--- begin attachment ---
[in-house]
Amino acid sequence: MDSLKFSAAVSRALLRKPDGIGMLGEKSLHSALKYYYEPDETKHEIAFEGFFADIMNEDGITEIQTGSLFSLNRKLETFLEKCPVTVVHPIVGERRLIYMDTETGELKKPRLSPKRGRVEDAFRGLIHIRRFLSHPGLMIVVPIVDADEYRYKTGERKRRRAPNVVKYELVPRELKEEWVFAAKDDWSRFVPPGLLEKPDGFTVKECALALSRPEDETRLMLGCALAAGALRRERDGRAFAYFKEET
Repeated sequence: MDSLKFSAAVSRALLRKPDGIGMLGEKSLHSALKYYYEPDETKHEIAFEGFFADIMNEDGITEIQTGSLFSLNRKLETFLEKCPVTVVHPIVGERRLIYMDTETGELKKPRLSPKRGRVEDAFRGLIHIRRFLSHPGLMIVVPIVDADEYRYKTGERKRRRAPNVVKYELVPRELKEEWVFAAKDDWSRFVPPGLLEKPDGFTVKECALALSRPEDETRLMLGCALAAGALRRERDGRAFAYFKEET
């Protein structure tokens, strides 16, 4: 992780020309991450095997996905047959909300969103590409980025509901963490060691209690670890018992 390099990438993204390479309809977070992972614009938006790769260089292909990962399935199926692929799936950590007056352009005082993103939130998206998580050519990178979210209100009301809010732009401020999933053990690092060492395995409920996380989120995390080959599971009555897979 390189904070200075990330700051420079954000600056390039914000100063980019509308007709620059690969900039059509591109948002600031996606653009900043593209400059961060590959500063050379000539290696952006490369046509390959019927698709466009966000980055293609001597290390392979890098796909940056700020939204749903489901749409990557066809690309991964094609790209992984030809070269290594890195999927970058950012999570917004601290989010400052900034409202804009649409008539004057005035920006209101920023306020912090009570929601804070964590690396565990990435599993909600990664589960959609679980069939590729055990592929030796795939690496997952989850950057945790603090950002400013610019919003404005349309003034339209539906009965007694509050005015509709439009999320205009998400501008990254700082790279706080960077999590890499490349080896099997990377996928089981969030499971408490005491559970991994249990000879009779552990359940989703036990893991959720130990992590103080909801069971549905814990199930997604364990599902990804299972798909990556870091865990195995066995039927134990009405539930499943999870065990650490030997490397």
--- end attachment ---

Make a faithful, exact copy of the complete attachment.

[in-house]
Amino acid sequence: MDSLKFSAAVSRALLRKPDGIGMLGEKSLHSALKYYYEPDETKHEIAFEGFFADIMNEDGITEIQTGSLFSLNRKLETFLEKCPVTVVHPIVGERRLIYMDTETGELKKPRLSPKRGRVEDAFRGLIHIRRFLSHPGLMIVVPIVDADEYRYKTGERKRRRAPNVVKYELVPRELKEEWVFAAKDDWSRFVPPGLLEKPDGFTVKECALALSRPEDETRLMLGCALAAGALRRERDGRAFAYFKEET
Repeated sequence: MDSLKFSAAVSRALLRKPDGIGMLGEKSLHSALKYYYEPDETKHEIAFEGFFADIMNEDGITEIQTGSLFSLNRKLETFLEKCPVTVVHPIVGERRLIYMDTETGELKKPRLSPKRGRVEDAFRGLIHIRRFLSHPGLMIVVPIVDADEYRYKTGERKRRRAPNVVKYELVPRELKEEWVFAAKDDWSRFVPPGLLEKPDGFTVKECALALSRPEDETRLMLGCALAAGALRRERDGRAFAYFKEET
């Protein structure tokens, strides 16, 4: 992780020309991450095997996905047959909300969103590409980025509901963490060691209690670890018992 390099990438993204390479309809977070992972614009938006790769260089292909990962399935199926692929799936950590007056352009005082993103939130998206998580050519990178979210209100009301809010732009401020999933053990690092060492395995409920996380989120995390080959599971009555897979 390189904070200075990330700051420079954000600056390039914000100063980019509308007709620059690969900039059509591109948002600031996606653009900043593209400059961060590959500063050379000539290696952006490369046509390959019927698709466009966000980055293609001597290390392979890098796909940056700020939204749903489901749409990557066809690309991964094609790209992984030809070269290594890195999927970058950012999570917004601290989010400052900034409202804009649409008539004057005035920006209101920023306020912090009570929601804070964590690396565990990435599993909600990664589960959609679980069939590729055990592929030796795939690496997952989850950057945790603090950002400013610019919003404005349309003034339209539906009965007694509050005015509709439009999320205009998400501008990254700082790279706080960077999590890499490349080896099997990377996928089981969030499971408490005491559970991994249990000879009779552990359940989703036990893991959720130990992590103080909801069971549905814990199930997604364990599902990804299972798909990556870091865990195995066995039927134990009405539930499943999870065990650490030997490397």